Gregory's family had immigrated from Belize, they had been in the country for several years. Dad was a hard working guy, and Ella had a job, as well. They were doing the best that they could to provide for their family.
That night, Ella reluctantly allowed Gregory to spend the night at a friend's house across the street. It was the first time she ever allowed him outside, or to spend the night at anybody else's home. That friend had an older brother who convinced Gregory and the other friend to go out, and unfortunately it cost Gregory his life.
I had an 11-year-old son at the time, and I remember thinking as I'm making this notification to Ella, like what if the police came knocking on my door with this information? How would I handle that? How would I react? The way she reacted is not anything I could've imagined. It's not what I would've done probably, and it's certainly not what I expected.
She had so much strength, and from day one, she and I developed a bond. She immediately began reaching out to the parents of other slain children and started a support group. She was all about community, healing herself, and dealing with her loss by helping other people deal with theirs. That was inspiring for me.
She made me realize that there's a higher purpose for what detectives and police officers do, and the level of service that we provide to the community. It's not just about putting bad people in jail; it's not just about solving crimes. It's about healing communities and empowering communities to heal themselves.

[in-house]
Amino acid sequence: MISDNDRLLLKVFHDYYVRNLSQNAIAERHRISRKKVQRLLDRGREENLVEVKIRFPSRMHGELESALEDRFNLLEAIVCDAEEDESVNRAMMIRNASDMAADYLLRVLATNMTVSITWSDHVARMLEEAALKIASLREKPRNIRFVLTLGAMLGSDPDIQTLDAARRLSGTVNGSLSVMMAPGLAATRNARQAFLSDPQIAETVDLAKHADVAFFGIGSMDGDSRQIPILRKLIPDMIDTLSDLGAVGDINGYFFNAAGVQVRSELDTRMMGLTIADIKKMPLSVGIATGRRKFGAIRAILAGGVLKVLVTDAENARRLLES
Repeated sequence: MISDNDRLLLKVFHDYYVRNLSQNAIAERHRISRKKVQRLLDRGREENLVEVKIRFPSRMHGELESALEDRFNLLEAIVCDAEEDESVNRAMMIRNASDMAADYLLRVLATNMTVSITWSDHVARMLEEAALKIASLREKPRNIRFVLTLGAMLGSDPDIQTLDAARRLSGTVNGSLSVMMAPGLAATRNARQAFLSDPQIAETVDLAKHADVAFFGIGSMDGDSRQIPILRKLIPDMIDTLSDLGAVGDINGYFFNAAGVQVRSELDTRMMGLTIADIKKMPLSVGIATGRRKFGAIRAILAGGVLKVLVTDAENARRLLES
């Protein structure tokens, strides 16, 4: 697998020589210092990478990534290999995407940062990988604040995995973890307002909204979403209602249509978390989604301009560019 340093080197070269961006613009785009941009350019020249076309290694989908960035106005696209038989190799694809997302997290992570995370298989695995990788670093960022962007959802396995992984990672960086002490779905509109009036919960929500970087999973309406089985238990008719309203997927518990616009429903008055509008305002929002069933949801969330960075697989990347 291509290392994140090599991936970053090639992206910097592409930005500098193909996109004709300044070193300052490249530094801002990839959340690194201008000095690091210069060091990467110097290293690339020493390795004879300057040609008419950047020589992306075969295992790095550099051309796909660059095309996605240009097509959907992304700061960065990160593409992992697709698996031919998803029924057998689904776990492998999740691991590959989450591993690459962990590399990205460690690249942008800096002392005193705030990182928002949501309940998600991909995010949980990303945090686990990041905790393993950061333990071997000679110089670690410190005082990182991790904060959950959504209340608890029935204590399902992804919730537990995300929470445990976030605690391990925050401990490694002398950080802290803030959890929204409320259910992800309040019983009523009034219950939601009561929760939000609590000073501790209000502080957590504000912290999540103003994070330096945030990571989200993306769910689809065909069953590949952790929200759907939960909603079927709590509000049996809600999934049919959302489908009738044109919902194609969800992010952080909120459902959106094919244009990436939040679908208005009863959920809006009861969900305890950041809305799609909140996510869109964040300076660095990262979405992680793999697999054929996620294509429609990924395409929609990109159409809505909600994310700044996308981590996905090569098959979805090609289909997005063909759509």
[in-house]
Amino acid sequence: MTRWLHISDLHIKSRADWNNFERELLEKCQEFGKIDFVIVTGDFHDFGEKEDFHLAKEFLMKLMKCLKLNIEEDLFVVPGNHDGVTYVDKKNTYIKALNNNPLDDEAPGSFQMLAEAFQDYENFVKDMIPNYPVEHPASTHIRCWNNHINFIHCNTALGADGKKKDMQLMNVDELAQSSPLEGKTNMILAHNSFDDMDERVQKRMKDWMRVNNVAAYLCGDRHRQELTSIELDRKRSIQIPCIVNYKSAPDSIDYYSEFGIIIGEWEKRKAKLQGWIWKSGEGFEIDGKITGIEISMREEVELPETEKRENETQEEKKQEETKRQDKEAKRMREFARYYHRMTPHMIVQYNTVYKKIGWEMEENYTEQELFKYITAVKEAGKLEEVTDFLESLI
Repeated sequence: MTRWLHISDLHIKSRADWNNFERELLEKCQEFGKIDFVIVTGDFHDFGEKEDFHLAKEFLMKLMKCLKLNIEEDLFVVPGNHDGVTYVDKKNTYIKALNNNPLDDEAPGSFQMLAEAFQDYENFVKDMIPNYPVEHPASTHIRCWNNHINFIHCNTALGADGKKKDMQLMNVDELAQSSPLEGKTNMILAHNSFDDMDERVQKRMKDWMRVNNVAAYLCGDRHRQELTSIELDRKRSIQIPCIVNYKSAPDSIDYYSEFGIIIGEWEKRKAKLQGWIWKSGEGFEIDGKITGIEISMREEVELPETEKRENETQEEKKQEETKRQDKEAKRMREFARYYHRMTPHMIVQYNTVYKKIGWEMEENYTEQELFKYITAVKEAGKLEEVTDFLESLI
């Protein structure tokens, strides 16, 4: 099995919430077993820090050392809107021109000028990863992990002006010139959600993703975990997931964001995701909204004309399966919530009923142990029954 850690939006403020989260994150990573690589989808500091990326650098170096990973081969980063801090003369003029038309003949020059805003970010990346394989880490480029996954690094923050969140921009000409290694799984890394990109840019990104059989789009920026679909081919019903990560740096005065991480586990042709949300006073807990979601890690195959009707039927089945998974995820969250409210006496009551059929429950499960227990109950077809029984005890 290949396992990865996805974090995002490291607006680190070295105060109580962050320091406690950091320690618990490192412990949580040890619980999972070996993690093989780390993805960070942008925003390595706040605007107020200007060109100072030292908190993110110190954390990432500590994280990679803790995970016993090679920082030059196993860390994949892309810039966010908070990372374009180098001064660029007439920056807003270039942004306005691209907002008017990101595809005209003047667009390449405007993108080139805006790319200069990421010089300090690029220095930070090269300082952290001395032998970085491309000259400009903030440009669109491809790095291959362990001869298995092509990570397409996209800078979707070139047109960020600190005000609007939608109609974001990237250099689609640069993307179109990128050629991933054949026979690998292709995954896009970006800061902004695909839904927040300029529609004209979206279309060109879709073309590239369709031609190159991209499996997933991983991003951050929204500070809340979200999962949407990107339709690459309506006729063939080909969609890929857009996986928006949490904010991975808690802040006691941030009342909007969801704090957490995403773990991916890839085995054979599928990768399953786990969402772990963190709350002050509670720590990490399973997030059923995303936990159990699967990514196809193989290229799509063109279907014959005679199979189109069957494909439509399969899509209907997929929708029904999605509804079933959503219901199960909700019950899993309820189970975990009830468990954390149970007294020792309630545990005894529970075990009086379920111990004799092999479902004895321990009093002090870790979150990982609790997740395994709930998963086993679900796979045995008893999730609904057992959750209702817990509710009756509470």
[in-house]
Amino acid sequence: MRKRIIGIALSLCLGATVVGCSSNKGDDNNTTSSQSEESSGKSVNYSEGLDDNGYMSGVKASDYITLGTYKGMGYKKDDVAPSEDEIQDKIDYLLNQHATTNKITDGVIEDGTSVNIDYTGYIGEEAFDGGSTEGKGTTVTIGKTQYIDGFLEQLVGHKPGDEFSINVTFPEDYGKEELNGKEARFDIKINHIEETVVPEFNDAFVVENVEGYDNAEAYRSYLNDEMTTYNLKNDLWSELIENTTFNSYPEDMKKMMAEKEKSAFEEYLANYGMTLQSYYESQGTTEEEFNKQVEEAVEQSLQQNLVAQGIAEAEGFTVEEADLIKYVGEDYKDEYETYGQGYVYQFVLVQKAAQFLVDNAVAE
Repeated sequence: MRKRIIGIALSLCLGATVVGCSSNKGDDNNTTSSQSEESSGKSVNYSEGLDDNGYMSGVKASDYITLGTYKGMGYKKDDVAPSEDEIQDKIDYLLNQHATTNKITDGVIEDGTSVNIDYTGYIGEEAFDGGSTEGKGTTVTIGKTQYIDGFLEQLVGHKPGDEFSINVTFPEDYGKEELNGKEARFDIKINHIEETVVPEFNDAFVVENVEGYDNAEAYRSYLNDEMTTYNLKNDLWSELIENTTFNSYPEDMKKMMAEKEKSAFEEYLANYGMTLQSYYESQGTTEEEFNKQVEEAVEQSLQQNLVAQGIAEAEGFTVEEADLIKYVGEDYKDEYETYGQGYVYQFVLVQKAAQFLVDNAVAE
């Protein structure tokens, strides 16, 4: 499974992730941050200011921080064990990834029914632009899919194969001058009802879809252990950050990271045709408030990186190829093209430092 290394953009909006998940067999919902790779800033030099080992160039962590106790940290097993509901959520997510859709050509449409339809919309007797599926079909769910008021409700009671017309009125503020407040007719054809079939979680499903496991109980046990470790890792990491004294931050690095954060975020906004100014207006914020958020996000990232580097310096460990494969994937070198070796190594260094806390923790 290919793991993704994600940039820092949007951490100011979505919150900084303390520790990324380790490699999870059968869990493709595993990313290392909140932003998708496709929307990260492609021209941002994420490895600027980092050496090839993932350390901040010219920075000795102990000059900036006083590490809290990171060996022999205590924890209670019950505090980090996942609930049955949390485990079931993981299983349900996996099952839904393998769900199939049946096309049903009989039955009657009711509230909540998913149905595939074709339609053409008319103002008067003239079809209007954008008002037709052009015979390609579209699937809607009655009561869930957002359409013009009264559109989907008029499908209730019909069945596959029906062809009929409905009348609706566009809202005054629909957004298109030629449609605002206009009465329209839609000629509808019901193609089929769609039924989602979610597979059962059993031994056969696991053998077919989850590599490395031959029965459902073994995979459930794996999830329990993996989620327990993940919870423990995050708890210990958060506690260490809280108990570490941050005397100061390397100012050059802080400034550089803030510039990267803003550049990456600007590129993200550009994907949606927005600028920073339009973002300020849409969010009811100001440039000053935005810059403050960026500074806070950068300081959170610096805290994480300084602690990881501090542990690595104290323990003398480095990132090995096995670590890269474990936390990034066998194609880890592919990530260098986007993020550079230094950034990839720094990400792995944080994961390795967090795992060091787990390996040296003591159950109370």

I wasn't a savior.
I had sort of this mindset that I was there to save the residents and the victims from bad people, but that's not what it was about for me anymore. It took that incident and that working with Ella Crawford to realize that.
How did that experience impact your leadership development?
Williams: So fast forward now, that was 2004, so we're 14 years later. I've made it my mission to help detectives and police officers understand the importance of the job that we do and our role in the community - not as saviors, but as collaborators and caretakers to help people heal. It's something I take very serious.
I've used the lessons I learned from that incident with my family and the people that I work with here at USC. I am able to be a good partner, to understand my role, and help people become better by always trying to be the best person I can be. I try to live my life and do my job that way.
"I've made it my mission to help detectives and police officers understand the importance of the job that we do and our role in the community - not as saviors, but as collaborators and caretakers to help people heal."